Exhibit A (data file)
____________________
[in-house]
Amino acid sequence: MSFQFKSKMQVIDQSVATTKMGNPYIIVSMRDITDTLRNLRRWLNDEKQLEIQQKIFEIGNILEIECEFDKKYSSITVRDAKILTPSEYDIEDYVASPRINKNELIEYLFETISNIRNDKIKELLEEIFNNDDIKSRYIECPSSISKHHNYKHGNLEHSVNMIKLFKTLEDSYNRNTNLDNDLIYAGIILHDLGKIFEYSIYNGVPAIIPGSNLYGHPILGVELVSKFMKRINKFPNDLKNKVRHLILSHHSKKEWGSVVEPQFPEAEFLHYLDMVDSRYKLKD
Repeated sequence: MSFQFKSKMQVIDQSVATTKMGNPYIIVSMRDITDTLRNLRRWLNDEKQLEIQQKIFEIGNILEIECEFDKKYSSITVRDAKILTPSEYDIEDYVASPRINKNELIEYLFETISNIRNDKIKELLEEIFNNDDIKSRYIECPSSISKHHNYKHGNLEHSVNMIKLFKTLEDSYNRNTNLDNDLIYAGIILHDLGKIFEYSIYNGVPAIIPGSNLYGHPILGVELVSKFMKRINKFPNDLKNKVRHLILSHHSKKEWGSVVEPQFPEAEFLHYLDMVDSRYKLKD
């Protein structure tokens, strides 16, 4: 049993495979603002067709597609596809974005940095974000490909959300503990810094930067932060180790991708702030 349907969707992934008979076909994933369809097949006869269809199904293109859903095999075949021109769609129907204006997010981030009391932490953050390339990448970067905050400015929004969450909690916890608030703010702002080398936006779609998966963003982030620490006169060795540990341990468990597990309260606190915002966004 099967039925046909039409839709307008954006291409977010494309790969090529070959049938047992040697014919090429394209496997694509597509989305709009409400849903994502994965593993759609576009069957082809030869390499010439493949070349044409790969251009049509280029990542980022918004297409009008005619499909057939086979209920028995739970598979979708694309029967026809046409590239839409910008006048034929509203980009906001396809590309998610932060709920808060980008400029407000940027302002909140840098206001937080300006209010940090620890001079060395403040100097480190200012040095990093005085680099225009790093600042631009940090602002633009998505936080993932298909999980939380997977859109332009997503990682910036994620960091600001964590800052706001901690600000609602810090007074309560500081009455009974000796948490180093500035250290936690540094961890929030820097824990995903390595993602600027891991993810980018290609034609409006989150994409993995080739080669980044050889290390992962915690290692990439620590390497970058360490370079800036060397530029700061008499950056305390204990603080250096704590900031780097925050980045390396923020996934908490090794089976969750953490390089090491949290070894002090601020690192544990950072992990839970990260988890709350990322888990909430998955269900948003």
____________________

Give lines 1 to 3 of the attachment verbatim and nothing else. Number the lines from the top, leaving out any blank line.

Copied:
[in-house]
Amino acid sequence: MSFQFKSKMQVIDQSVATTKMGNPYIIVSMRDITDTLRNLRRWLNDEKQLEIQQKIFEIGNILEIECEFDKKYSSITVRDAKILTPSEYDIEDYVASPRINKNELIEYLFETISNIRNDKIKELLEEIFNNDDIKSRYIECPSSISKHHNYKHGNLEHSVNMIKLFKTLEDSYNRNTNLDNDLIYAGIILHDLGKIFEYSIYNGVPAIIPGSNLYGHPILGVELVSKFMKRINKFPNDLKNKVRHLILSHHSKKEWGSVVEPQFPEAEFLHYLDMVDSRYKLKD
Repeated sequence: MSFQFKSKMQVIDQSVATTKMGNPYIIVSMRDITDTLRNLRRWLNDEKQLEIQQKIFEIGNILEIECEFDKKYSSITVRDAKILTPSEYDIEDYVASPRINKNELIEYLFETISNIRNDKIKELLEEIFNNDDIKSRYIECPSSISKHHNYKHGNLEHSVNMIKLFKTLEDSYNRNTNLDNDLIYAGIILHDLGKIFEYSIYNGVPAIIPGSNLYGHPILGVELVSKFMKRINKFPNDLKNKVRHLILSHHSKKEWGSVVEPQFPEAEFLHYLDMVDSRYKLKD